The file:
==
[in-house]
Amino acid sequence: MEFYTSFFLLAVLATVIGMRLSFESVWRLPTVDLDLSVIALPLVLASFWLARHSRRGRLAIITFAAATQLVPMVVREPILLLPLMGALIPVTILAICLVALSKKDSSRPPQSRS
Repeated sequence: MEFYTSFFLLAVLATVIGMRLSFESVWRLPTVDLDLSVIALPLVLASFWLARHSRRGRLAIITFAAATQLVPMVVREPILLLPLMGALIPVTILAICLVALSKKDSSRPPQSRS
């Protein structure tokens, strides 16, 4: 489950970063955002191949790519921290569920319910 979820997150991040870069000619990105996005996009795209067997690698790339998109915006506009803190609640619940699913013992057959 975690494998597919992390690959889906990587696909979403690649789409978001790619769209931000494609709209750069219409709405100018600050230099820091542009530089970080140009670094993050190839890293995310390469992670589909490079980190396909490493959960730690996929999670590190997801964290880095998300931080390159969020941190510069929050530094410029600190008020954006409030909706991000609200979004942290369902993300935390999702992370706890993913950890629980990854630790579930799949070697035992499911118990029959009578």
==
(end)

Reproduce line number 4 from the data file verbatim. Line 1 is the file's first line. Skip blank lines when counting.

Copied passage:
């Protein structure tokens, strides 16, 4: 489950970063955002191949790519921290569920319910 979820997150991040870069000619990105996005996009795209067997690698790339998109915006506009803190609640619940699913013992057959 975690494998597919992390690959889906990587696909979403690649789409978001790619769209931000494609709209750069219409709405100018600050230099820091542009530089970080140009670094993050190839890293995310390469992670589909490079980190396909490493959960730690996929999670590190997801964290880095998300931080390159969020941190510069929050530094410029600190008020954006409030909706991000609200979004942290369902993300935390999702992370706890993913950890629980990854630790579930799949070697035992499911118990029959009578």